Please read this poem and explain what this poem is about.Than summarize the main idea in 1 or 2 sentences. Thank you!If by Rudyard KiplingIf you can keep your head when all about youAre losing...

Please read this poem and explain what this poem is about.Than summarize the main idea in 1 or 2 sentences.

Thank you!

If by Rudyard Kipling

If you can keep your head when all about you
Are losing theirs and blaming it on you;
If you can trust yourself when all men doubt you,
But make allowance for their doubting too:
If you can wait and not be tired by waiting,
Or, being lied about, don't deal in lies,
Or being hated don't give way to hating,
And yet don't look too good, nor talk too wise;

If you can dream---and not make dreams your master;
If you can think---and not make thoughts your aim,
If you can meet with Triumph and Disaster
And treat those two impostors just the same:.
If you can bear to hear the truth you've spoken
Twisted by knaves to make a trap for fools,
Or watch the things you gave your life to, broken,
And stoop and build'em up with worn-out tools;

If you can make one heap of all your winnings
And risk it on one turn of pitch-and-toss,
And lose, and start again at your beginnings,
And never breathe a word about your loss:
If you can force your heart and nerve and sinew
To serve your turn long after they are gone,
And so hold on when there is nothing in you
Except the Will which says to them: "Hold on!"

If you can talk with crowds and keep your virtue,
Or walk with Kings---nor lose the common touch,
If neither foes nor loving friends can hurt you,
If all men count with you, but none too much:
If you can fill the unforgiving minute
With sixty seconds' worth of distance run,
Yours is the Earth and everything that's in it,
And-which is more-you'll be a Man, my son!

 

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lsumner | High School Teacher | (Level 2) Senior Educator

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The speaker of the poem is talking to his son. He is giving illustrations that teach a life lesson. If the son can follow the speaker's advice, he will become a man.

In the first stanza, the speaker stresses the importance of keeping your head up, even when those around you are losing it or even blaming you:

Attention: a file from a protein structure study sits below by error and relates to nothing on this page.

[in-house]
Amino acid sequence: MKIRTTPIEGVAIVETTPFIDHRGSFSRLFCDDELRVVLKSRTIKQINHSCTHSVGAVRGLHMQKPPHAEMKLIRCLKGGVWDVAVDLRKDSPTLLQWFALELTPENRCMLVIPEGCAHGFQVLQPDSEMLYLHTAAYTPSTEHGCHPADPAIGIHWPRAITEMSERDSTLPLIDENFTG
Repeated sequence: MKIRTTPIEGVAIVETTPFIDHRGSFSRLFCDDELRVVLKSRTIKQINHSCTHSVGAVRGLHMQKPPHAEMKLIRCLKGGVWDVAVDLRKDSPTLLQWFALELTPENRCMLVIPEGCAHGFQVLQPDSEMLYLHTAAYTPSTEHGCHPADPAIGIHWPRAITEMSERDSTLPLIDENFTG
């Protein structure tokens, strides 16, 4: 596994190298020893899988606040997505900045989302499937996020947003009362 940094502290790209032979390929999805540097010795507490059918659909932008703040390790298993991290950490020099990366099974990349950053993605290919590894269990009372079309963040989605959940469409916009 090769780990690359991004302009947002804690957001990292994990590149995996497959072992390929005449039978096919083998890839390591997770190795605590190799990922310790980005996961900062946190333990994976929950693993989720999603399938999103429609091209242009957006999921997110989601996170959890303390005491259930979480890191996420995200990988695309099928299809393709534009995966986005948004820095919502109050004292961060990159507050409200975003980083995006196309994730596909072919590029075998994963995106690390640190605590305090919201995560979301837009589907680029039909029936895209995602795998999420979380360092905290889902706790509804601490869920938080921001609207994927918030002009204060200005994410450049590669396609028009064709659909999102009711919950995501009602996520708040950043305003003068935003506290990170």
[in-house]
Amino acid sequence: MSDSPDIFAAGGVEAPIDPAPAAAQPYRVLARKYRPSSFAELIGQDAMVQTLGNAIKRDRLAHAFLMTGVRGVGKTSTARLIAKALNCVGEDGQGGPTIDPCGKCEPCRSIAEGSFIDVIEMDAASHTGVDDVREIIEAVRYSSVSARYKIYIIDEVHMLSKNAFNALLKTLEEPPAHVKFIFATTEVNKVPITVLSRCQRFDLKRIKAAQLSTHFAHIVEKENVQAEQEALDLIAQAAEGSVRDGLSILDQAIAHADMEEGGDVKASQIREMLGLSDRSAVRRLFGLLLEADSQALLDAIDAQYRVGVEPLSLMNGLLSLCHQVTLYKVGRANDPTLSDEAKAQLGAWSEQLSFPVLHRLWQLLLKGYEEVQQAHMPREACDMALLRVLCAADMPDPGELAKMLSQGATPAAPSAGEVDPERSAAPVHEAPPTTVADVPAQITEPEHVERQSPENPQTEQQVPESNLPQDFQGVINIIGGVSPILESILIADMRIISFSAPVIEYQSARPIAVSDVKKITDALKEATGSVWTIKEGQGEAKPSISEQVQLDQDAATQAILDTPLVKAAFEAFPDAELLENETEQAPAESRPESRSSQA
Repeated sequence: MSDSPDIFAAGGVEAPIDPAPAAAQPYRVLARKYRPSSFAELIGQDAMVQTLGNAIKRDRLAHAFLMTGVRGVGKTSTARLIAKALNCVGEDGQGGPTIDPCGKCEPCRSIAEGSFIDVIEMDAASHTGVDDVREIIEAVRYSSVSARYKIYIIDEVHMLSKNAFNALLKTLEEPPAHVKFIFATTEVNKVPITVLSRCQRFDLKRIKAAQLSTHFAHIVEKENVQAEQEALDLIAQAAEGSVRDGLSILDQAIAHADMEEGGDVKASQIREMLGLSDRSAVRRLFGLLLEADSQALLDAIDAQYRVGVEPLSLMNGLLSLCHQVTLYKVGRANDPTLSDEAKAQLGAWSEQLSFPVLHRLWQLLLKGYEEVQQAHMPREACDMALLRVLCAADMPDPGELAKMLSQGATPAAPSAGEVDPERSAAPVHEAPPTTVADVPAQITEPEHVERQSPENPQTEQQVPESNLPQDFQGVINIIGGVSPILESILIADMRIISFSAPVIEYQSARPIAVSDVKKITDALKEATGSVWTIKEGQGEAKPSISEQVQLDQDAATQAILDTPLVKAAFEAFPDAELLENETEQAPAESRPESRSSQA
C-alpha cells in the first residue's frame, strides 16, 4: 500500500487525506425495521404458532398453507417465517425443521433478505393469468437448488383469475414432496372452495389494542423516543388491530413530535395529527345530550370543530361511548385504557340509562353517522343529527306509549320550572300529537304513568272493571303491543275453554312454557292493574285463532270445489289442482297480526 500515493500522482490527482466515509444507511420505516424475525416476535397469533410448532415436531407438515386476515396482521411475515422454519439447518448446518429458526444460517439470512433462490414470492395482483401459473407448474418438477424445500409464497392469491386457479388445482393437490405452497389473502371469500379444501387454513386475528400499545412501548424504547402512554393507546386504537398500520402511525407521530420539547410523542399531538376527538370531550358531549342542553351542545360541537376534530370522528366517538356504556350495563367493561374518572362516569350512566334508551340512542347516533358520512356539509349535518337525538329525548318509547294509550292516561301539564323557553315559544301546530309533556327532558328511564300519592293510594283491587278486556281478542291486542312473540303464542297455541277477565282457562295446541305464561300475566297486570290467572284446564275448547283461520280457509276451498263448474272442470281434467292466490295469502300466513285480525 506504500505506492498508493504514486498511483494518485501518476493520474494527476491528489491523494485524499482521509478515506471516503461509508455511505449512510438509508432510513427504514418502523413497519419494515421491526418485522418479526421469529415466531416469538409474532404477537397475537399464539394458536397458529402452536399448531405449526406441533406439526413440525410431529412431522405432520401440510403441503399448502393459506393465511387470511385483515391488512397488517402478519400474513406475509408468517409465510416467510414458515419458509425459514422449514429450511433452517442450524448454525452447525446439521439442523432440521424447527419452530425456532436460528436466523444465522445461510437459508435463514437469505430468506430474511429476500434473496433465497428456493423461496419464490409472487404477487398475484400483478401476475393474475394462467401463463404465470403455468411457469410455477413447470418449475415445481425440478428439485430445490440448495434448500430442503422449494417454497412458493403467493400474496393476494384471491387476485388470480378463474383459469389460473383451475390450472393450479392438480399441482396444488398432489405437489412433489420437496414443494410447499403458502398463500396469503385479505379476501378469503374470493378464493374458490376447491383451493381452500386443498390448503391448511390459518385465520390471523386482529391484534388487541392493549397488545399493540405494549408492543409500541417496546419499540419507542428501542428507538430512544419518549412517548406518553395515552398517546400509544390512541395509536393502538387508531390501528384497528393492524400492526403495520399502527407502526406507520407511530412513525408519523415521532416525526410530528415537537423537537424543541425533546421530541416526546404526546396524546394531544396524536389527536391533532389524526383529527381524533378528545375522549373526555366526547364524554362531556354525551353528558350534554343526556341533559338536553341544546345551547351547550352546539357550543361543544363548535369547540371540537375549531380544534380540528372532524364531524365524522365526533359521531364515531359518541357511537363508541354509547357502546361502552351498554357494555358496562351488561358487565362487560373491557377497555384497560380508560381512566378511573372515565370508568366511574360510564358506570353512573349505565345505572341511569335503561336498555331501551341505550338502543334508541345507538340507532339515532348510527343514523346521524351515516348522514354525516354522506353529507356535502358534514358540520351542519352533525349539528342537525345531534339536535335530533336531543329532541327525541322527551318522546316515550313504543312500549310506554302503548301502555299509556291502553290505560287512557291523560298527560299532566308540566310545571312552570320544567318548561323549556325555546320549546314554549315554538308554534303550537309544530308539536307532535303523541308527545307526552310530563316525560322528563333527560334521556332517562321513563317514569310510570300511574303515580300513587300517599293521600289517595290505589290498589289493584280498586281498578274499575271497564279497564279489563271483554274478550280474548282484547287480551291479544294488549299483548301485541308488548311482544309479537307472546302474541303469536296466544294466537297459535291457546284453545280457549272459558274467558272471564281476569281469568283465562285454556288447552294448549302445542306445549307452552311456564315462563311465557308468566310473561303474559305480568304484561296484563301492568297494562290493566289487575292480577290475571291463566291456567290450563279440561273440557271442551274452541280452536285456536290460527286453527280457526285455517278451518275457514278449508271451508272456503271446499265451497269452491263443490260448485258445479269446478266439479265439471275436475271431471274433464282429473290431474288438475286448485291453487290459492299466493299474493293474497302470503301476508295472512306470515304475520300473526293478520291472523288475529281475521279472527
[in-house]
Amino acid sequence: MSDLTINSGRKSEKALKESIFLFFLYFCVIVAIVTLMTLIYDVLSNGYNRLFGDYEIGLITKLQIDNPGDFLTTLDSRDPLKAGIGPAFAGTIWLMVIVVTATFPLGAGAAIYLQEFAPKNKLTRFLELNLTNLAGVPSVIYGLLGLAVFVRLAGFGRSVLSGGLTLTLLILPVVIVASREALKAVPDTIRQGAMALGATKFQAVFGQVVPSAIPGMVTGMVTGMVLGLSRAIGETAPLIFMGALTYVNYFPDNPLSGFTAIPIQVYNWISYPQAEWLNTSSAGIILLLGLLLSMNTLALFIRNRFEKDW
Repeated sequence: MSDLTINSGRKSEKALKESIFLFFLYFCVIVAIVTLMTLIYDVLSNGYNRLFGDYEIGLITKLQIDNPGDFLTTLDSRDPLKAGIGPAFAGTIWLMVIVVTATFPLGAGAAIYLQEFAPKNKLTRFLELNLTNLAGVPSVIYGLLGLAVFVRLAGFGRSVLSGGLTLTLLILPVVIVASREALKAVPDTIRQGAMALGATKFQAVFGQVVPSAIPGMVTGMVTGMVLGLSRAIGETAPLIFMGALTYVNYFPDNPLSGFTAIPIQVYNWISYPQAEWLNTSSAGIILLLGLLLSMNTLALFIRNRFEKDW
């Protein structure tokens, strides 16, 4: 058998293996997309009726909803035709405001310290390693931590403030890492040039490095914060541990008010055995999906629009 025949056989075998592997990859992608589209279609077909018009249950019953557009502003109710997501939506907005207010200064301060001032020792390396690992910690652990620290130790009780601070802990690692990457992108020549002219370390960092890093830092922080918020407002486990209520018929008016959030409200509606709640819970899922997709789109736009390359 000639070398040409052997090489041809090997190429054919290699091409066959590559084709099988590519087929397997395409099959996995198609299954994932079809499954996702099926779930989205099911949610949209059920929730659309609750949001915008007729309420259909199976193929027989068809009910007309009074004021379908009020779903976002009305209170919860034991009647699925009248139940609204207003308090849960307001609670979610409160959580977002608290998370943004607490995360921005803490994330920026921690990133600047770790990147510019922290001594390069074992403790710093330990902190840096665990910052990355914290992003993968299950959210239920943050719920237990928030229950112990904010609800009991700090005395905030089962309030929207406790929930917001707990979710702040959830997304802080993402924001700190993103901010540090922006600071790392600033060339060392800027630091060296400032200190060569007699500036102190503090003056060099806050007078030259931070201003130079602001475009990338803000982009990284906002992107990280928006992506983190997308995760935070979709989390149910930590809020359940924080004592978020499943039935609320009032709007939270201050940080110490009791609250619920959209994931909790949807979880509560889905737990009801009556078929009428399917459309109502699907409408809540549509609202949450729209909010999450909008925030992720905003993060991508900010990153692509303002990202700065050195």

The first stanza of “If” illustrates the practice of self-confidence and expresses that, in being confident, the reader must have the courage to face unpopularity and disagreement.

The speaker goes on to say that you should trust yourself and be patient. Don't lie and don't hate is another message the speaker gives.

In the second stanza, the speaker stresses that it is important to dream but be sure and don't allow dreams to overtake your reasoning:

The central focus of this second stanza is to instruct the reader to act on his ideals and to warn the reader at the same time that action does not guarantee permanent success.

Triumph and disaster are impostors and should be treated as such. Be careful about celebrating too quickly. If you can rebuild after you have been broken, you will be a man.

In stanza three, the message is to be diligent to rebuild after you have lost everything, you will be stronger. If you can hold on when you feel you can't, you will have learned endurance.

In stanza four, it is important to walk with kings yet remain humble. If friends or enemies cannot hurt you, you have learned a lesson that will sustain you:

If you can talk with crowds and keep your virtue,
Or walk with Kings---nor lose the common touch,
If neither foes nor loving friends can hurt you,
If all men count with you, but none too much:
If you can fill the unforgiving minute
With sixty seconds' worth of distance run,
Yours is the Earth and everything that's in it,
And-which is more-you'll be a Man, my son!

The point of this poem is that the speaker is sharing his ideas on life lessons that will help you mature and become a man:

The entire poem, as evidenced by the title, is an extended “if/then” statement; and the last line serves as the answer to every “if” presented in the poem: by emulating the characteristics of a model leader, an individual can achieve “manhood.” The reader learns at this point that the poem is meant as a specific address to a boy or young man.

Sources:

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